Does Guernsey Really Want To Become Famous — And Ostracized — For Introducing Image Rights?

from the unintended-consequences dept

Just as the original term of copyright has been constantly extended from the original 14 years in the Statute of Anne, so the the scope of intellectual monopolies has been widened by the introduction of new ways in which people assert ownership of abstractions. Here’s the latest idea: a right to protect your image.

It comes from an unusual quarter: the island of Guernsey, officially “Bailiwick of Guernsey”, one of a group of small islands off the northern coast of France. Despite its geographical location, it is not part of France, or of the UK, and it is not even a member of the European Union. This unique situation perhaps encourages it to try out novel ideas like the proposed law, claimed to be a world first:

Image rights (or the ‘right of publicity’) are generally recognised as the right to control the commercial use of a person’s identity and images associated with that person including distinctive expressions, characteristics or attributes.

The importance and value of those rights have become an increasingly controversial topic, the latest instalment being the UK debate over the role of super injunctions as public figures seek to exercise significant control over the use of their image in the media.

That last paragraph underlines one of the key problems with image rights. Like the UK’s infamous libel laws, such rights might enable the world’s rich and powerful to censor stories that presented them in an unflattering light, by invoking their “image rights”.

The same article quoted above talks about how the “legislation will define the rights of an individual to protect their own image and balance those against the freedom of news reporting and the public interest.” But a new law — especially in completely uncharted areas as here — is likely to require a number of detailed court cases to establish its contours. That’s going to be expensive, and not something that news organizations can lightly undertake, to say nothing of lone bloggers, which gives those with deep pockets a powerful weapon against the media.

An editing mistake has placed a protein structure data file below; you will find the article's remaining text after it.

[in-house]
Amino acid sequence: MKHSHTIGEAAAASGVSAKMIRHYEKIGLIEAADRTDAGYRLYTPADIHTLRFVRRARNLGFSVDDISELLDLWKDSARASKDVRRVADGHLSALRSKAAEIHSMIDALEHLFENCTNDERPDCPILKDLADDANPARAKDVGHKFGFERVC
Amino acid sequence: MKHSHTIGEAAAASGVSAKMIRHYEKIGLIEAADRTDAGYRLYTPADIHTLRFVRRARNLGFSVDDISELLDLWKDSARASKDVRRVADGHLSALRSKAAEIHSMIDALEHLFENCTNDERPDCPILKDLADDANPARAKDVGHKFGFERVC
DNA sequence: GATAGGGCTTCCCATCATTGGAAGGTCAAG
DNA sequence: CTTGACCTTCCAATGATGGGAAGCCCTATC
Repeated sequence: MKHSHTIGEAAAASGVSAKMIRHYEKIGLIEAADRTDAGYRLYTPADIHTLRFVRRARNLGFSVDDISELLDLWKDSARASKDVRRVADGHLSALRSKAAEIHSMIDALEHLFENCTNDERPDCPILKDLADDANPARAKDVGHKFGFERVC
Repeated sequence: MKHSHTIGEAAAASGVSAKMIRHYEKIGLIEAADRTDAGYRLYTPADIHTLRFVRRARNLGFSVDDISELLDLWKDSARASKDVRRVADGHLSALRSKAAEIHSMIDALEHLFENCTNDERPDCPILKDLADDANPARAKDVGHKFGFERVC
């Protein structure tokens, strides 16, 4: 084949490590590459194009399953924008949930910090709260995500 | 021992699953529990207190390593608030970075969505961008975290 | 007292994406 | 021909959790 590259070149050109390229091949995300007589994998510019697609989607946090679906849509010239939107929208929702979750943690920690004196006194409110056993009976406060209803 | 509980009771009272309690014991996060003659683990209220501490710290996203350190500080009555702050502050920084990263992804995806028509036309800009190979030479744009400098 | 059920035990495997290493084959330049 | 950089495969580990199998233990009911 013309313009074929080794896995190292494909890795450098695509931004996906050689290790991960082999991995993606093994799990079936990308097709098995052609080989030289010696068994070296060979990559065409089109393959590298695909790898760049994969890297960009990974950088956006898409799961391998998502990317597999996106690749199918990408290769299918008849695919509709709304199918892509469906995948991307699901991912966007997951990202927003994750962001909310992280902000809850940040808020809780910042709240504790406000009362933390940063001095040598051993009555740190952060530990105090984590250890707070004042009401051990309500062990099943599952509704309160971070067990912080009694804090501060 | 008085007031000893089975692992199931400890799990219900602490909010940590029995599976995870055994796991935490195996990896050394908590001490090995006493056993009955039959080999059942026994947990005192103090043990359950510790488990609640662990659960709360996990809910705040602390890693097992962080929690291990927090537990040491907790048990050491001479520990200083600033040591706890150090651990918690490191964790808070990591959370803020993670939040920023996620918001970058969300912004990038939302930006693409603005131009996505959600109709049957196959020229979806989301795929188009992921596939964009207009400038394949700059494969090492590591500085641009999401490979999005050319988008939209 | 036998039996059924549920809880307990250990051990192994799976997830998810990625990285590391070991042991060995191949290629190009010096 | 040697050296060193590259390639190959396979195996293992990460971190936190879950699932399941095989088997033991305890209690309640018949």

The Internet’s global reach means that anything placed online could theoretically be viewed in Guernsey, and might therefore “infringe” on somebody’s image rights there; this could presumably result in local courts applying financial sanctions. The question is, what happens next?

One response might be for most Web sites to attempt to block all access from Guernsey in order to avoid image infringements. That’s likely to be imperfect, but it would be enough to cripple Guernsey’s economy by cutting it off from huge swathes of the Net. Alternatively, other countries might pass legislation that forbids the enforcement of any awards based on image infringement, just as the US did to nullify libel tourism directed against its citizens.

Either way, it’s hard to see much benefit to Guernsey from creating a new monopoly here. If it does, the island runs the risk that it will become isolated in a more modern, and ominous sense: cut off from the Net, and its legal decisions ignored by foreign courts. Neither would be very good for the island’s own image as a modern forum for business.

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Comments on “Does Guernsey Really Want To Become Famous — And Ostracized — For Introducing Image Rights?”

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Call me Al says:


Worth bearing in mind that Guernsey, much like Isle of Man and Jersey, has a strong offshore banking industry and various large companies are registered there for tax purposes. It is therefore the kind of place which has a focus on high net worth individuals and companies as they bring a lot of money onto the island. They are trying to extend the services they offer to those kinds of clients further to build up their legal firms, always with the focus on the wealthy.